As with temples, view and visibility were just two of many considerations for the placement and layout of ancient Roman houses. Some modern scholars have pointed out how highly prized a good view could be for the owners of ancient Roman domus (e.g. Purcell 1996, 135; Owens 1996, 18; Stambaugh 1988, 215). The builders of the House of the Stags and the House of the Mosaic Atrium at Herculaneum, as well as of the Villa of the Mysteries just outside the gates of Pompeii seem clearly to have exploited the sites on which they were built to maximise the view of the Bay of Naples afforded by the location. The view from a building within a city was so important that landowners even had a legal right to protect 'good' views from their houses, although what constituted a 'good' view was never legally defined (Rodger 1972, 124-34).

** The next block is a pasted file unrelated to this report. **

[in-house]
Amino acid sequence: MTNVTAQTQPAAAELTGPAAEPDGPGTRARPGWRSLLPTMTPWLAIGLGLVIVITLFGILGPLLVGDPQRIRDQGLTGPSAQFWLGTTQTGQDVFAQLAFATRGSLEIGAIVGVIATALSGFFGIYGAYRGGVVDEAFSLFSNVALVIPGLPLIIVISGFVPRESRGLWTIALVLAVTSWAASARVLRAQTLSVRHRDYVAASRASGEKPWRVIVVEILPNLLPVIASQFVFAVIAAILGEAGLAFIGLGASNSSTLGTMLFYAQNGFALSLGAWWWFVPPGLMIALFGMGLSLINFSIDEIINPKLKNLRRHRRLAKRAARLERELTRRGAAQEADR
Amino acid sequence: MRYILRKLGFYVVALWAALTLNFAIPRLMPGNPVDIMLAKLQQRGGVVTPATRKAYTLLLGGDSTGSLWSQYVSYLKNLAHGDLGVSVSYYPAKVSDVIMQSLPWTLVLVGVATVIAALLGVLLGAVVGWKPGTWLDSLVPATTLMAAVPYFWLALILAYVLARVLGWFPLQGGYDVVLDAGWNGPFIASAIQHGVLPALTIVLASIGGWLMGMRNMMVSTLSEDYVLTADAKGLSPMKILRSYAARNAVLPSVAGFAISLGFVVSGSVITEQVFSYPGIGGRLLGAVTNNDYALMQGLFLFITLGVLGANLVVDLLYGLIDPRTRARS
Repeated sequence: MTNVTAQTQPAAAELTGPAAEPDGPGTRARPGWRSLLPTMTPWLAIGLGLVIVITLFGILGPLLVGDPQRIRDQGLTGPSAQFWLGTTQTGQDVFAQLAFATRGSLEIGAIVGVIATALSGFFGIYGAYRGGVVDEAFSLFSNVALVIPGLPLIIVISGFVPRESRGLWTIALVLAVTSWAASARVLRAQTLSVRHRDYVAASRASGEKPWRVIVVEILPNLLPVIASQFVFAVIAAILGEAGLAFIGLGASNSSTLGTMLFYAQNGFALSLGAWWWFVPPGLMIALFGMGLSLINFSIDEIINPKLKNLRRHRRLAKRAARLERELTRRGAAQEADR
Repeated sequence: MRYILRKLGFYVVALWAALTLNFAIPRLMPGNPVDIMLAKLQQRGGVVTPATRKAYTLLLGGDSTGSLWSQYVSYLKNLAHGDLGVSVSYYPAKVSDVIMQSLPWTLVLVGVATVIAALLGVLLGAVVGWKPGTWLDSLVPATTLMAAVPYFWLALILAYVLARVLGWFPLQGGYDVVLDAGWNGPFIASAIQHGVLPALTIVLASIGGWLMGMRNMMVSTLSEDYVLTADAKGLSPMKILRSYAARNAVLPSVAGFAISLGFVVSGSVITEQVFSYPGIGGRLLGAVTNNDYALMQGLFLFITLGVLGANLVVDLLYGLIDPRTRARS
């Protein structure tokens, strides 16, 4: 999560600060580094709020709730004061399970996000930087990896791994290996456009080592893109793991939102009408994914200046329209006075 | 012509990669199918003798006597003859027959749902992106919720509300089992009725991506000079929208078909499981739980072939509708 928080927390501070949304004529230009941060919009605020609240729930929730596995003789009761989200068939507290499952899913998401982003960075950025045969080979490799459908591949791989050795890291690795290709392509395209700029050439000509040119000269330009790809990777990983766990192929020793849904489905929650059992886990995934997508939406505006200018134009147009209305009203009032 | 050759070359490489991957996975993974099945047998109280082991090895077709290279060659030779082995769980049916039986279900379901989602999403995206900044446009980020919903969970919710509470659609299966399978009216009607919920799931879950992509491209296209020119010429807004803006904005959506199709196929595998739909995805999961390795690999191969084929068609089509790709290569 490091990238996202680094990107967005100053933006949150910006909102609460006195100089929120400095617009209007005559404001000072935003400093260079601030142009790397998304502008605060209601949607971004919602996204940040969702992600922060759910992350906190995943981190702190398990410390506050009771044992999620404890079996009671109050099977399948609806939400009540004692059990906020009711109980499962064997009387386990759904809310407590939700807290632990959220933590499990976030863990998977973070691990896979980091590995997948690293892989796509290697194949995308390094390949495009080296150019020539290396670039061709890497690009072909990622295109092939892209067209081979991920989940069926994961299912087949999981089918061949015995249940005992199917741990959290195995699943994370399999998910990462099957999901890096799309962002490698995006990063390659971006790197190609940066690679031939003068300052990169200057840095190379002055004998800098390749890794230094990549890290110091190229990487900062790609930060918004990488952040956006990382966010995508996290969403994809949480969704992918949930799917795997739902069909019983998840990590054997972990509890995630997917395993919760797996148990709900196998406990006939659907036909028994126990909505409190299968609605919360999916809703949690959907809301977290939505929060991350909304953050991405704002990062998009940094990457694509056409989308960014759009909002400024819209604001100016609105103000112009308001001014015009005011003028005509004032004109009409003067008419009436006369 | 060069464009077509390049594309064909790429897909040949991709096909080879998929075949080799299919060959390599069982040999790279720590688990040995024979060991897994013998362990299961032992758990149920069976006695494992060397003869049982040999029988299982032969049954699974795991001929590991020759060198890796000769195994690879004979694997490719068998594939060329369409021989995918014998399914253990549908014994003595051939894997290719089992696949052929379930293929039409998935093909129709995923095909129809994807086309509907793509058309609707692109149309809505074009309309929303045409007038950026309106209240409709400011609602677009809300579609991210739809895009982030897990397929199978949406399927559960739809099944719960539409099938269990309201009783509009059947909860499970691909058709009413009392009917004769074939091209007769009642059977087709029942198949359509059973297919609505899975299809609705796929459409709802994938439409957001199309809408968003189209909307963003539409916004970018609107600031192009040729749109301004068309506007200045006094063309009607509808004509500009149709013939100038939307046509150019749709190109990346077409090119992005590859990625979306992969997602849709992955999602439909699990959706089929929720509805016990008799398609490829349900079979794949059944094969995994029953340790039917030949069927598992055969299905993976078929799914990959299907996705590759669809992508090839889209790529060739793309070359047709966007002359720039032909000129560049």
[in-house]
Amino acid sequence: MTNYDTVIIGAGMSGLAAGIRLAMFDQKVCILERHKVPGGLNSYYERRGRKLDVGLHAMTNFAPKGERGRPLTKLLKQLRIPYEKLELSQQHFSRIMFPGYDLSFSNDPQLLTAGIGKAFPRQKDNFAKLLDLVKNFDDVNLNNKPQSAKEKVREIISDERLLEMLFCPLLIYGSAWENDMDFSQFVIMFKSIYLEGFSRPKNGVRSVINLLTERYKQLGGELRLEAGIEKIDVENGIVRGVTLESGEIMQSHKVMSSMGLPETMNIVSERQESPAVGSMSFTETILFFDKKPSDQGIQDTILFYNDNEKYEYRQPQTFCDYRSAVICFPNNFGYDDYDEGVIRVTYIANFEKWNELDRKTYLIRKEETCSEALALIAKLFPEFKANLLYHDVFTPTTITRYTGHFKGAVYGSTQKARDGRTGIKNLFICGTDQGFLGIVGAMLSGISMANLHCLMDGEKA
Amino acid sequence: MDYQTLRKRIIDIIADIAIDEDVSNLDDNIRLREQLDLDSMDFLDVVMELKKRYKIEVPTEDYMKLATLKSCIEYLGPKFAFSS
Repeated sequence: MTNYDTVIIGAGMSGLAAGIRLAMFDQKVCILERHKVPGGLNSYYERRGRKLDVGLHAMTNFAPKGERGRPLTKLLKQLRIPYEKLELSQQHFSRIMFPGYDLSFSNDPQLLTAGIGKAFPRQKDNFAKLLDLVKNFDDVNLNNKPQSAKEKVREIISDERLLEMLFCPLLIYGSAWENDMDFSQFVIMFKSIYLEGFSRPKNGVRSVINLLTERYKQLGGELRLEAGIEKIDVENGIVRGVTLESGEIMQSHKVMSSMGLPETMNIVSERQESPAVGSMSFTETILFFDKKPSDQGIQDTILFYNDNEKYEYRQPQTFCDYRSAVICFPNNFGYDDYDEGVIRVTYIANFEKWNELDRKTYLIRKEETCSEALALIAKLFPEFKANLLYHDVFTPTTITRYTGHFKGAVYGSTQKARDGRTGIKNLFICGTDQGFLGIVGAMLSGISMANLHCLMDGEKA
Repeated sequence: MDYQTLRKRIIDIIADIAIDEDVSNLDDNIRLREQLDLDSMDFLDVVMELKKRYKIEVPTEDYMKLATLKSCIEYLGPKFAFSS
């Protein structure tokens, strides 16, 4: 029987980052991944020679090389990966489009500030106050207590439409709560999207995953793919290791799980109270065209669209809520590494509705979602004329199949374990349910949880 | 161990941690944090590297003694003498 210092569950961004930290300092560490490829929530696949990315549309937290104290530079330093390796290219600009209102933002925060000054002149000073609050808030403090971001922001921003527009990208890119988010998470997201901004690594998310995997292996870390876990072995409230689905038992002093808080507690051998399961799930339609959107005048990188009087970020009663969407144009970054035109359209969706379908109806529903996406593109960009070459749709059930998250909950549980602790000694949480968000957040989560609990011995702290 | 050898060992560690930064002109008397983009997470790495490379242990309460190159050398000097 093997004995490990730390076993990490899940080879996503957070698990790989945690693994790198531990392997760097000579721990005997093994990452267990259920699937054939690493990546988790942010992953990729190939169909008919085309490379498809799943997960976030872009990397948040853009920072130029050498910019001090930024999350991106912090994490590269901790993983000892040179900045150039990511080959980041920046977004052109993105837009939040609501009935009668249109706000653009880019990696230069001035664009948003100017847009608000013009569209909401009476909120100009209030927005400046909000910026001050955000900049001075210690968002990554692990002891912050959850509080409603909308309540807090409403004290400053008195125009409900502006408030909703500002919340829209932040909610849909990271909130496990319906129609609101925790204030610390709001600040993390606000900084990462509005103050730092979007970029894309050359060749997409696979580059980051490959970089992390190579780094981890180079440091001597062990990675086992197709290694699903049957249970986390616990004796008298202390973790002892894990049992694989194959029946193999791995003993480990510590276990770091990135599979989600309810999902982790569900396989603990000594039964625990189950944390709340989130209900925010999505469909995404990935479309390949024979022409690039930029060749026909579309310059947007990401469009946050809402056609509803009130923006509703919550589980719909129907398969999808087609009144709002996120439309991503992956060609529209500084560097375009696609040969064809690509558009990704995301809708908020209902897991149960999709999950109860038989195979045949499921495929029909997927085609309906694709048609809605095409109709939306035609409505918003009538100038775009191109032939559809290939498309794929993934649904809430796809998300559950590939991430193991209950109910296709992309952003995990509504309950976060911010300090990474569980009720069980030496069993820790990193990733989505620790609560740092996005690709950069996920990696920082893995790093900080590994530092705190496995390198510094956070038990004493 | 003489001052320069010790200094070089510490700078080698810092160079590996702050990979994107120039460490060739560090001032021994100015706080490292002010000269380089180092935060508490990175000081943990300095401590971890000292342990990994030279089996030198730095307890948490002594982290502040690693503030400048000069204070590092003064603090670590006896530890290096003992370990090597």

What is even more interesting, however, is that visibility could play a role in the location of a private house. A politician such as Cicero understood the power a highly visible domus could have and purposely located his houses in order to maximise their visibility (Cic. Att. 12.19; id. Nat. D. 2.141; id. Dom. 100 and 116). Indeed, the ideological power of a home visible from a great distance was so great that it had to be handled with care. Plutarch and Livy relate the story of Publicola who was building a house on the Velia hill, the former location of the house of one of Rome's early kings, Tullus Hostilius. Publicola's house was visible from the Roman Forum and his contemporaries interpreted this visibility, as well as the historical associations with a king, as a bid for regal power. He had to transfer all the building materials to the most inconspicuous and least visible spot he could find in the city in order to convince his contemporaries that his political aspirations were more humble (Plut. Vit. Pub. 10.2; Livy 2.7.9-12).
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Last updated: Thu Jun 12 2003